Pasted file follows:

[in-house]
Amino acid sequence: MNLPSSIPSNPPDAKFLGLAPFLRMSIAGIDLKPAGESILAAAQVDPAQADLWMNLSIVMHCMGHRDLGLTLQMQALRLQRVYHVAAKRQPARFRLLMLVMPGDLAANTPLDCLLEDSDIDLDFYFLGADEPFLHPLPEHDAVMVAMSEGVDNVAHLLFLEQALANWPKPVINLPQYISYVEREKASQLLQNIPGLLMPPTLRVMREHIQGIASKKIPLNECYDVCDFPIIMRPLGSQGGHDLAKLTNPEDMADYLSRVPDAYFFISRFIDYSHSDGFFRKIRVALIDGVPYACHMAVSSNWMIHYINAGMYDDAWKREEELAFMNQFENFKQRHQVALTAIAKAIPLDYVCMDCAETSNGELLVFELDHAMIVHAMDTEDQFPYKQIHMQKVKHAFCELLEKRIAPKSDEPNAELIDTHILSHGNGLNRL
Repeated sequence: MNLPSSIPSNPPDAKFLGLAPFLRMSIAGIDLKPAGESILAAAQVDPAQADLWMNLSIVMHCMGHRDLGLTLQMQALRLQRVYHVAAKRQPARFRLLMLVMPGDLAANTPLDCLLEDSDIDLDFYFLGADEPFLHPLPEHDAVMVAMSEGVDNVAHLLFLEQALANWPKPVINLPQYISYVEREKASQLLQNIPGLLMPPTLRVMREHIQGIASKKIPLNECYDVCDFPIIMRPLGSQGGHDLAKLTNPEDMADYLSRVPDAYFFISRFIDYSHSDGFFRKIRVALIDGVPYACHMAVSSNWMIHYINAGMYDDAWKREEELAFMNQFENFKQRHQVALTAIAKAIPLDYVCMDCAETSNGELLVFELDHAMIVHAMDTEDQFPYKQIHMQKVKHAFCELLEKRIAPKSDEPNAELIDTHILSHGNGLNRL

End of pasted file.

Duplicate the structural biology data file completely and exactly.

[in-house]
Amino acid sequence: MNLPSSIPSNPPDAKFLGLAPFLRMSIAGIDLKPAGESILAAAQVDPAQADLWMNLSIVMHCMGHRDLGLTLQMQALRLQRVYHVAAKRQPARFRLLMLVMPGDLAANTPLDCLLEDSDIDLDFYFLGADEPFLHPLPEHDAVMVAMSEGVDNVAHLLFLEQALANWPKPVINLPQYISYVEREKASQLLQNIPGLLMPPTLRVMREHIQGIASKKIPLNECYDVCDFPIIMRPLGSQGGHDLAKLTNPEDMADYLSRVPDAYFFISRFIDYSHSDGFFRKIRVALIDGVPYACHMAVSSNWMIHYINAGMYDDAWKREEELAFMNQFENFKQRHQVALTAIAKAIPLDYVCMDCAETSNGELLVFELDHAMIVHAMDTEDQFPYKQIHMQKVKHAFCELLEKRIAPKSDEPNAELIDTHILSHGNGLNRL
Repeated sequence: MNLPSSIPSNPPDAKFLGLAPFLRMSIAGIDLKPAGESILAAAQVDPAQADLWMNLSIVMHCMGHRDLGLTLQMQALRLQRVYHVAAKRQPARFRLLMLVMPGDLAANTPLDCLLEDSDIDLDFYFLGADEPFLHPLPEHDAVMVAMSEGVDNVAHLLFLEQALANWPKPVINLPQYISYVEREKASQLLQNIPGLLMPPTLRVMREHIQGIASKKIPLNECYDVCDFPIIMRPLGSQGGHDLAKLTNPEDMADYLSRVPDAYFFISRFIDYSHSDGFFRKIRVALIDGVPYACHMAVSSNWMIHYINAGMYDDAWKREEELAFMNQFENFKQRHQVALTAIAKAIPLDYVCMDCAETSNGELLVFELDHAMIVHAMDTEDQFPYKQIHMQKVKHAFCELLEKRIAPKSDEPNAELIDTHILSHGNGLNRL